2. Although no data set is exactly normally distributed, most statistical analyses require that the data be approximately normally distributed for their findings to be valid. This is one of the first things a peer reviewer of statistical articles will look for. Methods and techniques for transforming data to become normally distributed prior to any analysis do exist, although some data sets might not be transformable and forcing them to adopt normality can be contraindicated.
3. Avoid arithmetically adding and averaging correlation coefficients, standard deviations, slopes, cosine similarity measures, and dissimilar ratios in general. They are simply not additive, regardless of what some outdated meta-analysis articles say or what you hear from groupie search marketers (“Why regurgitate in blogs what you don’t understand?”). :)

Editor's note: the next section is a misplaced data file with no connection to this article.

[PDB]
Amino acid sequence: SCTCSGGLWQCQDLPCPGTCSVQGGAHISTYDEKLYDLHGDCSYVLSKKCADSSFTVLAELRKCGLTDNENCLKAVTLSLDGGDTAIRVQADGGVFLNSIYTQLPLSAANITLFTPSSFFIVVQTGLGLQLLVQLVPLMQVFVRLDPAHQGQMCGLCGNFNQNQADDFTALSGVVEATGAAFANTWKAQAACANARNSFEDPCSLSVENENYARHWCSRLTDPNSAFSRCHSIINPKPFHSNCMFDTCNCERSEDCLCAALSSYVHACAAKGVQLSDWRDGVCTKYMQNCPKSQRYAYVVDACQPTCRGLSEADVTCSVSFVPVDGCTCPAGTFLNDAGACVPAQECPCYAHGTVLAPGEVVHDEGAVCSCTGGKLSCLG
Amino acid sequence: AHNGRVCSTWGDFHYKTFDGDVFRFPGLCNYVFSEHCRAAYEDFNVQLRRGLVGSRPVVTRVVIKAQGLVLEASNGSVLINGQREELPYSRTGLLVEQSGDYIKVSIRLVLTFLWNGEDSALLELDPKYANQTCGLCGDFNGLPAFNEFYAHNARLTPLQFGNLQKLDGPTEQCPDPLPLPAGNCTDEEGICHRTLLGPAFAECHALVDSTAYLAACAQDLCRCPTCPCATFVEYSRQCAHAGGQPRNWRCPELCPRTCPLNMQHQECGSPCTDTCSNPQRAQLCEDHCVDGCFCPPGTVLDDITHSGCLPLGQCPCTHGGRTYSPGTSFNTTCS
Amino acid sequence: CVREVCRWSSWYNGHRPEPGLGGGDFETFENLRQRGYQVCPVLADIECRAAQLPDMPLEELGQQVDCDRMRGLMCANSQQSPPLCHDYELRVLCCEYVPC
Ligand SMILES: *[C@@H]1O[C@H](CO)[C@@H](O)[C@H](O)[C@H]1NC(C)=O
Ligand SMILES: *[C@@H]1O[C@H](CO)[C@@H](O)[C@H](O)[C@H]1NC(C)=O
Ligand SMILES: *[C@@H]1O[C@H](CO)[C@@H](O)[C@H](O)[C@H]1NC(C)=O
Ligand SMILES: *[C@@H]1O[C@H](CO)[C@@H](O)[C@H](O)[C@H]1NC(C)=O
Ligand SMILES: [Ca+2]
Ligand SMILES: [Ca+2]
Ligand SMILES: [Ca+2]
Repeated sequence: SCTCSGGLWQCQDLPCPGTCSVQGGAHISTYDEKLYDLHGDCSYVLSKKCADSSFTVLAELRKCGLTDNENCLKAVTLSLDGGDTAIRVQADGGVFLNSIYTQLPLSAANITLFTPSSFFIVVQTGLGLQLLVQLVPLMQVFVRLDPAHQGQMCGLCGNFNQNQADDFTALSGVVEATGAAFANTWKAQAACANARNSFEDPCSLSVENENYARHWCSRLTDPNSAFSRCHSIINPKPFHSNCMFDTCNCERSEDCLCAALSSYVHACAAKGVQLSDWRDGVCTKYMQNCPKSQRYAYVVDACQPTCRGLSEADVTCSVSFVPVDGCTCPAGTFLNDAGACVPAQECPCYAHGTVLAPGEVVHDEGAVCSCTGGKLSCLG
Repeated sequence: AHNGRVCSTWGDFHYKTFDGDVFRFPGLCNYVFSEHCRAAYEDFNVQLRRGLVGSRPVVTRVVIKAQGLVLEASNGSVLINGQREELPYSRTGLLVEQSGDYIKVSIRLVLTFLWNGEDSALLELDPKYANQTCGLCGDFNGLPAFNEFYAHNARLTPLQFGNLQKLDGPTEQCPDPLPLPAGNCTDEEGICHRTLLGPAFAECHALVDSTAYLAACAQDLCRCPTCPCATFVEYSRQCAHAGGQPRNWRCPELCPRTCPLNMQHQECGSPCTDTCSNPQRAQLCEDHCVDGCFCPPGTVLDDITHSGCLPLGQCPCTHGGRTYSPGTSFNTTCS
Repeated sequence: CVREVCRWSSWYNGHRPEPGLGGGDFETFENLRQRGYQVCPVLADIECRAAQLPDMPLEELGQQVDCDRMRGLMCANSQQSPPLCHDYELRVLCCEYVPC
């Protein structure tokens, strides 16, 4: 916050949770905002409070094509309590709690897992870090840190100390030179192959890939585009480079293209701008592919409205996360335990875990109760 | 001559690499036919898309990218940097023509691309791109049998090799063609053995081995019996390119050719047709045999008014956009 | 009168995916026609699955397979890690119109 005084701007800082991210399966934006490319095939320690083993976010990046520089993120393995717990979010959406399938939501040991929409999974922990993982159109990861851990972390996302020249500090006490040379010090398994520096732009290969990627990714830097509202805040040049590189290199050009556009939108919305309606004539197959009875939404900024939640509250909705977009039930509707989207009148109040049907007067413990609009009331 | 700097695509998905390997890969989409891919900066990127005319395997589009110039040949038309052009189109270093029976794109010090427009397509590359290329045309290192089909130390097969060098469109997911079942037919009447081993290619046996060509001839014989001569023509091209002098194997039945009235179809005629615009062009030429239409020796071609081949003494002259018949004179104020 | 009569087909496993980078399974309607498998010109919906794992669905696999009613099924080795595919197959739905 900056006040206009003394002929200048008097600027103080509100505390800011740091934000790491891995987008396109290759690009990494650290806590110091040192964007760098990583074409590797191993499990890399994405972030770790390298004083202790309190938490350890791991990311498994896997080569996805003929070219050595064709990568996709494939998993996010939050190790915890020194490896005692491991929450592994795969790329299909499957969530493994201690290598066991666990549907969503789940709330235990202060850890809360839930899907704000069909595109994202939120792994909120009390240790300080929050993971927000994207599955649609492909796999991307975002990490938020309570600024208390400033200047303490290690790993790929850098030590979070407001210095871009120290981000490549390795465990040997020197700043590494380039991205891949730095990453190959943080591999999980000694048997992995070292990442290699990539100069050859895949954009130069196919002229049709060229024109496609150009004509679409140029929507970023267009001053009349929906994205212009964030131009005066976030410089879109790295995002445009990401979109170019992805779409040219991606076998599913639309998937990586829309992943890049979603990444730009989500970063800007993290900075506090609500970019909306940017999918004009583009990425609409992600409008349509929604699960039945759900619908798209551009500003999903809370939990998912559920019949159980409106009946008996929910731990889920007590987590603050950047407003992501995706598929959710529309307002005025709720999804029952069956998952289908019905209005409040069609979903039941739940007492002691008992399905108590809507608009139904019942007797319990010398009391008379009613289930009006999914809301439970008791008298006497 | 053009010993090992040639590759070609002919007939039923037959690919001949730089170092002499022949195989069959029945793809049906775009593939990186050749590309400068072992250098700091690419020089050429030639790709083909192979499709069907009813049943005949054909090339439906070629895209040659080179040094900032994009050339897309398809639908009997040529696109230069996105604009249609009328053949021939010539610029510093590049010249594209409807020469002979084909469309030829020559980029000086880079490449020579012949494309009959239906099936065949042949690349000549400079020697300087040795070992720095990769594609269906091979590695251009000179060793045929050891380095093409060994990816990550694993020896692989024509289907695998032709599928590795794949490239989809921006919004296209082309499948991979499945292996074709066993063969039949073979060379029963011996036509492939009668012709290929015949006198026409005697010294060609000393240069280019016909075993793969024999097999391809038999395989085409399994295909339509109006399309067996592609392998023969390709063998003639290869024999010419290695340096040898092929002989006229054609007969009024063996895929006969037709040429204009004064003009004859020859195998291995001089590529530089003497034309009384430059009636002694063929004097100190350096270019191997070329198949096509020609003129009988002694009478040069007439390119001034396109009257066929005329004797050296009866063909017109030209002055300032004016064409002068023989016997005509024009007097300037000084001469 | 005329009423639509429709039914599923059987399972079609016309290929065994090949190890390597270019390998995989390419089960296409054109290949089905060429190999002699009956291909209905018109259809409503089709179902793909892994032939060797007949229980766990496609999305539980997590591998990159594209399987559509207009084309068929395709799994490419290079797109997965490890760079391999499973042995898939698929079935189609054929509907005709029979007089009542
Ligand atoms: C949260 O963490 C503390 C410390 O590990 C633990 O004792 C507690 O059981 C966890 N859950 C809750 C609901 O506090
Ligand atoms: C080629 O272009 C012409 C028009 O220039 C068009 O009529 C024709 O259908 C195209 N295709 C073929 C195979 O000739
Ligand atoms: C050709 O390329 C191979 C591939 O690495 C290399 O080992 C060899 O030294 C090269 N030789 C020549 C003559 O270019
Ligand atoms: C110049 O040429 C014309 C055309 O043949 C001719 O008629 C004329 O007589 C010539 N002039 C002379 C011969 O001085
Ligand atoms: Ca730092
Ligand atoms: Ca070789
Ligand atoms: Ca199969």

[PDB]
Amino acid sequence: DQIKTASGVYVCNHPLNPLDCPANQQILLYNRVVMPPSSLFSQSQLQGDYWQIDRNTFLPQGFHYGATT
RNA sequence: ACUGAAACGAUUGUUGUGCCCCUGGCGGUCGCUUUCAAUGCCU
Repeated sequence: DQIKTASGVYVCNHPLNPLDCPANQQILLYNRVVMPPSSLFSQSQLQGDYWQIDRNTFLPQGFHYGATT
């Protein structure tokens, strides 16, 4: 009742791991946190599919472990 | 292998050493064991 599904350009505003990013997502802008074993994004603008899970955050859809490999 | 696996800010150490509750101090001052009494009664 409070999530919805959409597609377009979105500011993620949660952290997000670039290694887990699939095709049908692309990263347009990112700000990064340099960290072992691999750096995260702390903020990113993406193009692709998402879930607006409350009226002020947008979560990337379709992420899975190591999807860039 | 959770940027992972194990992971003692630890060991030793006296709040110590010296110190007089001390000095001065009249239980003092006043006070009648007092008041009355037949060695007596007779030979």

On Words and Strings
In String Frequency Distributions, Mark Liberman blogs about the flaws involved when co-occurrence studies are reported without defining what is a “word” in the first place.
I agree 100% with him. Using a Google data set without defining what a “word” is can be misleading. If no data clean-up is done first, the best that we can do is to call those studies “string frequency co-occurrence”.
A string is a linear sequence of symbols (characters, words, phrases, etc.). If we limit the term “string” to mean a string token, then a string is a sequence of characters. I prefer the following definition: A string (meaning a string token), is a non-space character or a sequence of these. Thus, a string no need to be a dictionary word.
On Co-Occurrence Studies